On the Corner with EPOC | Target Trinidad - Nannyville resident sends message to Government
Keith Duncan, co-chairman of the Economic Programme Oversight Committee (EPOC), has been given a simple message to take to the Andrew Holness administration: "Target Trinidad".
The message was delivered to Duncan last Monday during the latest Gleaner on the Corner with EPOC forum held in the southeast St Andrew community of Nannyville Gardens.
Long-time resident of Nannyville, Antoinette Gayle, argued that it is time the Government addresses the trade deficit with the twin island republic, as Jamaicans living there and Trinidadians are clamouring for products out of Jamaica.
According to Gayle, she has several family members and friends living in Trinidad and visits there frequently.
"Whenever I visit I have to take for my family the cream crackers, tough crackers, the small round bun, the Easter bun and so on, because they can't get it to buy in the supermarkets," declared Gayle.
In contrast, the vocal small-shop operator noted that most of the snacks in her establishment are from Trinidad.
"Right now I have the plantain chips, tortillas, the peanut, all of them are from Trinidad, and yet still they are not taking much from us and a lot of Jamaicans are living there. Even our Jamaican white rum, I hardly see it on the shelves there, it's under the counter basically," said Gayle.
"It's not just our people who want to buy Jamaican stuff, the Trinis love it too. Anytime I take stuff up myself or send things they enjoy it. I remember one person in particular, he calls our Easter bun 'sweet bread' because it resembles a bread in terms of shape. So, him always say 'If I don't enjoy anything else, I enjoy the sweet bread that come from Jamaica'," added Gayle.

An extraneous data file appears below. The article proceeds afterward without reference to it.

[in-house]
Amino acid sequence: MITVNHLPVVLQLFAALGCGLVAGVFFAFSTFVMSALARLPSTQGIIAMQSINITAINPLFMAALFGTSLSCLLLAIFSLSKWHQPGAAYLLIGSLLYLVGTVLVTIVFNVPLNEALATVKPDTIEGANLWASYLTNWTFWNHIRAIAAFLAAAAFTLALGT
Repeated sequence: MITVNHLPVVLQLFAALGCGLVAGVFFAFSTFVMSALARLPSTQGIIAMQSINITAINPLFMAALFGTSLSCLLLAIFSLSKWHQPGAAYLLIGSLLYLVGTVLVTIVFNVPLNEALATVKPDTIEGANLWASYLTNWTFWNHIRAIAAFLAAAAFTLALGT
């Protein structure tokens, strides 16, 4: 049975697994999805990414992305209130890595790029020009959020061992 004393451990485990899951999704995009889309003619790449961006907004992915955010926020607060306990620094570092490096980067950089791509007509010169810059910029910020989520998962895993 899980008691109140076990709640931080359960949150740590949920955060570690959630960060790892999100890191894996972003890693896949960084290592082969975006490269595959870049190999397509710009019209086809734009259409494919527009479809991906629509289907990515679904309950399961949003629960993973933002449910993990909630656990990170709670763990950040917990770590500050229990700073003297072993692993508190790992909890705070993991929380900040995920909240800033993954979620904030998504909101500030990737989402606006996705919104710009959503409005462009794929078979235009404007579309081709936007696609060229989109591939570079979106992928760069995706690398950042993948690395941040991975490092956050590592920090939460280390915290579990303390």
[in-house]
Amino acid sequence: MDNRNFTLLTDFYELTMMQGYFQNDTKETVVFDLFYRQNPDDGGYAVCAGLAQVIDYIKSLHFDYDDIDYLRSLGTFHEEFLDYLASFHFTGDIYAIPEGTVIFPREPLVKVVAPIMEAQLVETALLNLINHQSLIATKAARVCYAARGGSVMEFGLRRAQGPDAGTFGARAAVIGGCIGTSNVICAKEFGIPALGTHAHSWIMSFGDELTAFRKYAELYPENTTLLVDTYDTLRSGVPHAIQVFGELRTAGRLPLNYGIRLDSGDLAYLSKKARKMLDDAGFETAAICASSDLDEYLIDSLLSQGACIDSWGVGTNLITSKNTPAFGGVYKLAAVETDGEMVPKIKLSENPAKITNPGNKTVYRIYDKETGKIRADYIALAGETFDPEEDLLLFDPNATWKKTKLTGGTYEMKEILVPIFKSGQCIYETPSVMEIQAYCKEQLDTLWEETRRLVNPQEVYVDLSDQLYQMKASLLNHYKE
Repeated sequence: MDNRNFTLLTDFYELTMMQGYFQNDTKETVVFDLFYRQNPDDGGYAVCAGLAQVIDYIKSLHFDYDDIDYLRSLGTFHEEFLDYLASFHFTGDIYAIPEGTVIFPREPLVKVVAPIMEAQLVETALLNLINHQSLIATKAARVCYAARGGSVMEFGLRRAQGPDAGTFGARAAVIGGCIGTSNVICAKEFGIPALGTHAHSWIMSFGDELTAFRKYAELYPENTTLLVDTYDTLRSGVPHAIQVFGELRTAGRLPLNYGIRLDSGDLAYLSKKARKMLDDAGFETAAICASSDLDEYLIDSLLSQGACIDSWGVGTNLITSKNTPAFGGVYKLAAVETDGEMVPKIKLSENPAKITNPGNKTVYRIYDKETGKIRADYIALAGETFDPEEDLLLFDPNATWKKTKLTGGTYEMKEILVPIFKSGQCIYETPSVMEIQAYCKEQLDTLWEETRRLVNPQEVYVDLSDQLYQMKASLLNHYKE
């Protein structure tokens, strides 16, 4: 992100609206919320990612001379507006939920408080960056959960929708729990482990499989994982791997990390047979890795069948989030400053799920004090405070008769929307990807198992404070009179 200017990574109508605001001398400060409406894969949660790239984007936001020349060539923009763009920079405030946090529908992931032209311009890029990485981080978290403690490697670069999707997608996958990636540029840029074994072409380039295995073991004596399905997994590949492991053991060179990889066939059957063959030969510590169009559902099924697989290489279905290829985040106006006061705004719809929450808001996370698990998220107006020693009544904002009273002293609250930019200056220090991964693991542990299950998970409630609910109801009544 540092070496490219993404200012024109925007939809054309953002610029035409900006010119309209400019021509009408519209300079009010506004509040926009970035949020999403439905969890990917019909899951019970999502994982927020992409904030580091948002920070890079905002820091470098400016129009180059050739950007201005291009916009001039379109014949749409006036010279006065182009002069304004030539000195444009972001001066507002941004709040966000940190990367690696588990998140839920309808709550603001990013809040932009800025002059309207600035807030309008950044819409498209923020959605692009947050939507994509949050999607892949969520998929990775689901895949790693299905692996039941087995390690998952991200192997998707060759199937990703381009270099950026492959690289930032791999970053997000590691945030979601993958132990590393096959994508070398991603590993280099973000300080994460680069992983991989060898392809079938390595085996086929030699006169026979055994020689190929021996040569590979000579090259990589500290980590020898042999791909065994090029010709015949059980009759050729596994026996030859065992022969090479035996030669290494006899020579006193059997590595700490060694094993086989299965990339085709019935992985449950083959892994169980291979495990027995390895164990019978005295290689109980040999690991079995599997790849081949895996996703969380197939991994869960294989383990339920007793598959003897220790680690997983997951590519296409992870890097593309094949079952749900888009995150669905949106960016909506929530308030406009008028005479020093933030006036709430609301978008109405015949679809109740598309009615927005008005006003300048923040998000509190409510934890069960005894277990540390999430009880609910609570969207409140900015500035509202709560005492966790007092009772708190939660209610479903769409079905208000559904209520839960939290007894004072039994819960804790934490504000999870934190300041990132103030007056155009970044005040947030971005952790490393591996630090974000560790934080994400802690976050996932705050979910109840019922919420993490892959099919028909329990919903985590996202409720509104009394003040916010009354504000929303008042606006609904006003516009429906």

The small-business woman insisted that the Government should hold talks with the Trinidadian government to facilitate "fair trade".
"We're already taking a lot from them so, it's only right they do the same. It's a win-win situation because the demand for our products is there. I also have friends from school days who are in Trinidad, and if they go into the supermarket and see tough crackers, it's not staying on the shelves.
"So, the Government needs to revisit whatever the trade arrangement is with Trinidad to allow for our beloved products to go into their market. It would be a big boost for the economy. Big, big boost," declared Gayle.
For last year, Jamaica imported goods and services from Trinidad and Tobago valued at approximately US$299 million and exported goods and services valued at US$15.2 million, with some re-exports for a trade deficit of approximately US$282 million.